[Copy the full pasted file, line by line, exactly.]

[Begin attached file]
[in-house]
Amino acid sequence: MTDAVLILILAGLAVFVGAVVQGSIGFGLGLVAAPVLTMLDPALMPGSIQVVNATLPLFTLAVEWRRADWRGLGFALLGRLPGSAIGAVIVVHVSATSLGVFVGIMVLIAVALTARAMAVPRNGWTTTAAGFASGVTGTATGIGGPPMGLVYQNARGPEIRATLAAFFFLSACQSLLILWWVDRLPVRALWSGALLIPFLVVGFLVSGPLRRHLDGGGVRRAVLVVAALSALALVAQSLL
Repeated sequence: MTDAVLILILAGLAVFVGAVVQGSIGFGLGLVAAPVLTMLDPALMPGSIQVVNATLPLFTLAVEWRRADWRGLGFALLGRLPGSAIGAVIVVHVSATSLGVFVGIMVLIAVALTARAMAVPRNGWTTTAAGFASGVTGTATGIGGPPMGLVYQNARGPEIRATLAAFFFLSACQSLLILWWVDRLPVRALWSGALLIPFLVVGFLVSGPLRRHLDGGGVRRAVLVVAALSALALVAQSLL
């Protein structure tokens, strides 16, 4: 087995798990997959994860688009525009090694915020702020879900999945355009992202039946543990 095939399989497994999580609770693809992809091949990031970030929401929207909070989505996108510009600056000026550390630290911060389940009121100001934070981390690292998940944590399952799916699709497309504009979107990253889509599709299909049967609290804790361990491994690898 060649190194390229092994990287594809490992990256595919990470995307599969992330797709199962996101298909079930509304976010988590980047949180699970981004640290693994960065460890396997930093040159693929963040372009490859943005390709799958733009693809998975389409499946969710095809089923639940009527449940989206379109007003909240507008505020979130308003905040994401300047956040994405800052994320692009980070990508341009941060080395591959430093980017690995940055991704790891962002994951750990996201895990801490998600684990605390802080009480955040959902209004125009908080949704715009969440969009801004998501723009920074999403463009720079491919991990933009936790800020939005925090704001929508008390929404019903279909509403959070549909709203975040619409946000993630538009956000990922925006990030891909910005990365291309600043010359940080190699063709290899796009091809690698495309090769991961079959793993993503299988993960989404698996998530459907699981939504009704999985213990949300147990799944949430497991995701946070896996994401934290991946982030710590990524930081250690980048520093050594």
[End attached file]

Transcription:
[in-house]
Amino acid sequence: MTDAVLILILAGLAVFVGAVVQGSIGFGLGLVAAPVLTMLDPALMPGSIQVVNATLPLFTLAVEWRRADWRGLGFALLGRLPGSAIGAVIVVHVSATSLGVFVGIMVLIAVALTARAMAVPRNGWTTTAAGFASGVTGTATGIGGPPMGLVYQNARGPEIRATLAAFFFLSACQSLLILWWVDRLPVRALWSGALLIPFLVVGFLVSGPLRRHLDGGGVRRAVLVVAALSALALVAQSLL
Repeated sequence: MTDAVLILILAGLAVFVGAVVQGSIGFGLGLVAAPVLTMLDPALMPGSIQVVNATLPLFTLAVEWRRADWRGLGFALLGRLPGSAIGAVIVVHVSATSLGVFVGIMVLIAVALTARAMAVPRNGWTTTAAGFASGVTGTATGIGGPPMGLVYQNARGPEIRATLAAFFFLSACQSLLILWWVDRLPVRALWSGALLIPFLVVGFLVSGPLRRHLDGGGVRRAVLVVAALSALALVAQSLL
């Protein structure tokens, strides 16, 4: 087995798990997959994860688009525009090694915020702020879900999945355009992202039946543990 095939399989497994999580609770693809992809091949990031970030929401929207909070989505996108510009600056000026550390630290911060389940009121100001934070981390690292998940944590399952799916699709497309504009979107990253889509599709299909049967609290804790361990491994690898 060649190194390229092994990287594809490992990256595919990470995307599969992330797709199962996101298909079930509304976010988590980047949180699970981004640290693994960065460890396997930093040159693929963040372009490859943005390709799958733009693809998975389409499946969710095809089923639940009527449940989206379109007003909240507008505020979130308003905040994401300047956040994405800052994320692009980070990508341009941060080395591959430093980017690995940055991704790891962002994951750990996201895990801490998600684990605390802080009480955040959902209004125009908080949704715009969440969009801004998501723009920074999403463009720079491919991990933009936790800020939005925090704001929508008390929404019903279909509403959070549909709203975040619409946000993630538009956000990922925006990030891909910005990365291309600043010359940080190699063709290899796009091809690698495309090769991961079959793993993503299988993960989404698996998530459907699981939504009704999985213990949300147990799944949430497991995701946070896996994401934290991946982030710590990524930081250690980048520093050594």